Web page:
Wastewater treatment is essential for maintaining proper balance throughout the world’s ecosystems. Wastewater contains toxic substances that harm wildlife and humans, including (and especially) aquatic life. This toxic water comes from a variety of sources, including sewage systems.

When organic matter enters a water source, like a river, aquatic lifeforms consume it as food. As the organic pollutants break down, the animals require more oxygen for the process. This leaves less oxygen in the water overall. When oxygen levels become dangerously low, animals in the water suffocate and die.

effluent-treatment-plant

Wastewater is toxic

Although some fish and other animals can break down toxins, toxic water is a serious risk to human health and is responsible for millions of deaths each year, mostly in developing nations.

Unclean water also causes diseases like cholera and schistosomiasis. Although these diseases generally occur in developing countries that don’t treat their wastewater, they can occur anywhere.

What is wastewater treatment? How does it work?

Wastewater treatment is the process of filtering contaminants out of water that has been previously used for another purpose. This process can occur both naturally and through manmade efforts.

Our ecosystem has a natural water treatment system that involves microorganisms that eat waste material, along with different layers of substrate and soil that filter the water as it absorbs into the earth. However, this process is too slow to efficiently filter the enormous amount of wastewater produced by humans. That’s where water treatment facilities come into play.

Water treatment plants are complex systems

What exactly happens at a wastewater treatment plant? While there are different methods, some of the systems use similar components. For example, the Four Rivers Sanitation Authority in Illinois treats wastewater by first pumping it to a higher elevation for gravity to pull the water through the first part of the treatment and filtering process.

The treatment process begins by filtering out the largest debris like plastic to prevent the pumps from becoming damaged. Debris that gets filtered out is then sent to a landfill.

Next, abrasive materials like sand and coffee grounds are filtered out of the wastewater. This grit is separated and sent to a landfill.

Settling tanks are then used to filter out fats, oils, and greases. These tanks also separate solids, most of which are sent to a separate processing facility. A small amount of solids are sent to the aeration tanks to maintain the proper environment required for microorganisms to devour the solids.

The water is then processed through a second set of settling tanks and is then disinfected with high-powered bleach. Sodium bisulfite is used to reduce the amount of chlorine in the water to make it less harmful to plant life when it’s discharged into the river.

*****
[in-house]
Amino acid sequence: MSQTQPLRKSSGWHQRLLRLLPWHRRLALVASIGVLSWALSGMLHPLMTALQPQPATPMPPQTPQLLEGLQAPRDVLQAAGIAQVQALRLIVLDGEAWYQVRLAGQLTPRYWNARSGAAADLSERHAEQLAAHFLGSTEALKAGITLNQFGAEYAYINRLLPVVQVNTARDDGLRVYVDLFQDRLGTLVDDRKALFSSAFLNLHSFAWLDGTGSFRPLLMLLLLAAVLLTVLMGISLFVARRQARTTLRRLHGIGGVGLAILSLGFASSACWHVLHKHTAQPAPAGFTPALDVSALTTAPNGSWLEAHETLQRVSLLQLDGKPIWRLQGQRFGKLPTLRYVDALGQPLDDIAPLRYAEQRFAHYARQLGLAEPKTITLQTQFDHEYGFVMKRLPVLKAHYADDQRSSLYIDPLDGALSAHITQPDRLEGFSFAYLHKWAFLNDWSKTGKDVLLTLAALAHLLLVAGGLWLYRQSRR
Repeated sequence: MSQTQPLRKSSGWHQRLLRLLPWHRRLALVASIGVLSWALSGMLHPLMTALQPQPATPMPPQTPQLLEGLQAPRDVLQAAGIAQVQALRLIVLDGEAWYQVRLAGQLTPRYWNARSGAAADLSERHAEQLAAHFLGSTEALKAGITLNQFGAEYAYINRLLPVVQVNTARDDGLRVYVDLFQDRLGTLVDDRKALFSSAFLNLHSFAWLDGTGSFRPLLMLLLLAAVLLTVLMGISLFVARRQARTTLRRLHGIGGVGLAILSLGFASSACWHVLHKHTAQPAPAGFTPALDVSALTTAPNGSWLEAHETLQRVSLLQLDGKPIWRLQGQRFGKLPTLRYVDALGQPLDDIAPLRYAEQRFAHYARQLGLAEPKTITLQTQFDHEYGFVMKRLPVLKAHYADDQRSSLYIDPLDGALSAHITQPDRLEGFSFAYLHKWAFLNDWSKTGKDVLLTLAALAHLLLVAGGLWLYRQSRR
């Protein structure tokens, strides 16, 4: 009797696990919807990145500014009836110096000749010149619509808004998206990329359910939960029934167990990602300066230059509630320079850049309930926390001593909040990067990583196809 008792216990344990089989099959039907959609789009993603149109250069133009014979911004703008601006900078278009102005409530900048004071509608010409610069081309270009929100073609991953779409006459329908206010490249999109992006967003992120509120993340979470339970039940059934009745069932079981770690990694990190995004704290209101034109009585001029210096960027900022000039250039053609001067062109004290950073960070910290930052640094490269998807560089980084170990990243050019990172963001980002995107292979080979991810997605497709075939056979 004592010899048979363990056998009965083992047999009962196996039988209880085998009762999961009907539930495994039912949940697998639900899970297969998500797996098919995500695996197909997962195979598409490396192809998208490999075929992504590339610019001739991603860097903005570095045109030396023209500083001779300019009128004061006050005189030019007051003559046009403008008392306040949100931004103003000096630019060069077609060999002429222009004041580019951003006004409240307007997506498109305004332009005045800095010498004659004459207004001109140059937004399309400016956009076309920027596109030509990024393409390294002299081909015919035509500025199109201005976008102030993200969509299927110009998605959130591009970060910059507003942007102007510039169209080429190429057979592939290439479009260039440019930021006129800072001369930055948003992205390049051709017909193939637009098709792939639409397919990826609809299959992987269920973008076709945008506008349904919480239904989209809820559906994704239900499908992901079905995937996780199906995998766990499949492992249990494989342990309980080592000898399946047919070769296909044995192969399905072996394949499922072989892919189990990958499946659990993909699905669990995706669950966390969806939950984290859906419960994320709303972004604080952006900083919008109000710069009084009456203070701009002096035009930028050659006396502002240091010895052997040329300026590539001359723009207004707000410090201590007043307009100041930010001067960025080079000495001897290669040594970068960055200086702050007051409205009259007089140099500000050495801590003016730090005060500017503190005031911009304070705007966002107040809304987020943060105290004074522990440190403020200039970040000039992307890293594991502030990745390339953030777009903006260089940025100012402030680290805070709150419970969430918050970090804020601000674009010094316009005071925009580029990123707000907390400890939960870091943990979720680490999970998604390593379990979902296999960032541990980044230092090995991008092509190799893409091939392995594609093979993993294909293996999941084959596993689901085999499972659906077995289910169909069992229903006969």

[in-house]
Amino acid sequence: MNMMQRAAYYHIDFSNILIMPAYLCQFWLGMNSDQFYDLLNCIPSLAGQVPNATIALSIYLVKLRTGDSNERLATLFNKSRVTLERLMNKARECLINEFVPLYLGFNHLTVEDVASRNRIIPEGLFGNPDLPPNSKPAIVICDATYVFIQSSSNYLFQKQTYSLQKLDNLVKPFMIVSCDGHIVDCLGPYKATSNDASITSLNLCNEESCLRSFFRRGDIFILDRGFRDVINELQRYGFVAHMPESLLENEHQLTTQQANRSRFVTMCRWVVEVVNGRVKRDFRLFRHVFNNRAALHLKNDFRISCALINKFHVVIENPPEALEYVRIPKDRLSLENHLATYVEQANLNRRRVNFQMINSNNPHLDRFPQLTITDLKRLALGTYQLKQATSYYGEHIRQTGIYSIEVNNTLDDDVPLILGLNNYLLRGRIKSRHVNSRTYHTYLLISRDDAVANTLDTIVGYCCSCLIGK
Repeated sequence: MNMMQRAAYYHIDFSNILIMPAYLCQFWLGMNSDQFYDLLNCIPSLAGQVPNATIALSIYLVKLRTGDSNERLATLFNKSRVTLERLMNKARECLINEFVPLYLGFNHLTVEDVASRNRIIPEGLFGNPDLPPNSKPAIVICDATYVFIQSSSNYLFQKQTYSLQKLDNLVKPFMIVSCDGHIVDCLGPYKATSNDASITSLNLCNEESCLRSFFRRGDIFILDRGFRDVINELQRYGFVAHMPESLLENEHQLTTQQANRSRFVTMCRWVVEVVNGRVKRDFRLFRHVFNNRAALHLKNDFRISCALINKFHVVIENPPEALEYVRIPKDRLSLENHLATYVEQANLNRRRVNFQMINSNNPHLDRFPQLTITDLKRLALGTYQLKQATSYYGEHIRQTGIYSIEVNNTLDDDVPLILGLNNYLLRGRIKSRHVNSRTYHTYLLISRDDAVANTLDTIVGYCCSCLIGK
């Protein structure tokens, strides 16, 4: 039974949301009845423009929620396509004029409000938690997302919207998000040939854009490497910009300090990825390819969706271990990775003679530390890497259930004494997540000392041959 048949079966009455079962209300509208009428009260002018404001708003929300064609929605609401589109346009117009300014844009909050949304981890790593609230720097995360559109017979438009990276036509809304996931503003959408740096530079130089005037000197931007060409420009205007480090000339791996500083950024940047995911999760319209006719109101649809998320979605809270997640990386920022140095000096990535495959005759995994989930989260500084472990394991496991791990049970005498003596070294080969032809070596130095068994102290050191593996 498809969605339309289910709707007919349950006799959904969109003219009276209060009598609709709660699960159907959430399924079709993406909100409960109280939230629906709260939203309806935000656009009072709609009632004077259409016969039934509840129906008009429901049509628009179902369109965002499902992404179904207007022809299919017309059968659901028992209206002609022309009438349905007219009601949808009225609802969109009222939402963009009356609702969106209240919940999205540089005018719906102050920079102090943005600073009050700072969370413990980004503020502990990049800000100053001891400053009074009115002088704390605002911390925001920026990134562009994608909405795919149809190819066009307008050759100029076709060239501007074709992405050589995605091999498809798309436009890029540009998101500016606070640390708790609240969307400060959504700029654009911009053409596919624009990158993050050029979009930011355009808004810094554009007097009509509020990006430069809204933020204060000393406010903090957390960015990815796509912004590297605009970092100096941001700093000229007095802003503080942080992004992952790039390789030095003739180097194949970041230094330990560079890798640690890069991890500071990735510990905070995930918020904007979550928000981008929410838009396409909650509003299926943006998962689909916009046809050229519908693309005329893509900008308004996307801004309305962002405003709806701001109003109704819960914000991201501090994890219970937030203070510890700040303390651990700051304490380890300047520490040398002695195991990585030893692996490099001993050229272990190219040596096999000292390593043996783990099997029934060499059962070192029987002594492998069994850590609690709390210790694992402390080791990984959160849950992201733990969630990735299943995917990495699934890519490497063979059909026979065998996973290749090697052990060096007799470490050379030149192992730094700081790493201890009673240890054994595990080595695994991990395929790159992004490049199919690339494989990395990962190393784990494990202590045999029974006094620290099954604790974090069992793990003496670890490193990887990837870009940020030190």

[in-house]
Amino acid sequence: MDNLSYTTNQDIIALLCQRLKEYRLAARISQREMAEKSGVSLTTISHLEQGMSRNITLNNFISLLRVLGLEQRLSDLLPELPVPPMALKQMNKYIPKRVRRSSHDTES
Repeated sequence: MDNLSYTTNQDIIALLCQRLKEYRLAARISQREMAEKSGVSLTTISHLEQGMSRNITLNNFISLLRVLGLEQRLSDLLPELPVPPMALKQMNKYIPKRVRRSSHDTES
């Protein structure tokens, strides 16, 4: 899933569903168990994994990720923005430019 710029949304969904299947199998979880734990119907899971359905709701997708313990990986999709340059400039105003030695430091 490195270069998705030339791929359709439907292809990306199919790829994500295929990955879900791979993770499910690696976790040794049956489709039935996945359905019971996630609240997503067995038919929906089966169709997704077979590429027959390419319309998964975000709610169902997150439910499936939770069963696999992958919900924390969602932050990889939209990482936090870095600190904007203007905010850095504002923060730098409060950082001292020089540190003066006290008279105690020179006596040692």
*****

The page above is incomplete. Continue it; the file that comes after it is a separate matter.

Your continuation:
What is in wastewater, exactly?

Since wastewater comes from human use, thousands of contaminants are present, although not all are present in every batch of water. In general, there are both inorganic and organic compounds found in wastewater.

sewage_sludge

Organic matter found in wastewater includes:

  • Proteins
  • Fats
  • Oils
  • Greases
  • Synthetic compounds from detergents
  • Carbohydrates

Inorganic matter found in wastewater includes:

  • Copper
  • Lead
  • Nickel
  • Magnesium
  • Potassium
  • Zinc
  • Sodium

Most of these contaminants come from industrial wastewater and aren’t easily broken down. When these inorganic compounds collect in water sources, they build up over time, making the water increasingly toxic to animals and humans.

Other matter found in wastewater includes:

  • Nutrients: High levels of nitrogen and phosphorous create “dead zones” by feeding large algae blooms. These blooms block sunlight, causing plants to die. Bacteria then proliferate by feeding on the dead plant matter.
  • Microorganisms: Harmful microorganisms include E. coli, parasites, and bacteria.
  • Pharmaceuticals: Pharmaceuticals enter wastewater through human waste and people flushing drugs down the toilet.

Wastewater treatment can help with water scarcity

There are many places across the world that experience droughts and water shortages on a regular basis. Without treating wastewater, drinking water sources become (and remain) contaminated. This includes rivers, lakes, and streams.

Treating wastewater in these areas would provide residents with a clean source of water to use for drinking, washing clothes, and bathing. After continually treating the wastewater, it would eventually bring the rivers, lakes, and streams back to a less-polluted state over a long period of time.

However, getting a treatment system set up takes money, time, and resources. The nations that need it the most can afford it the least. However, there are people and organizations working on solutions to this problem.

It’s not an overnight fix, but hopefully, one of those organizations will soon create a successful model that works for developing nations.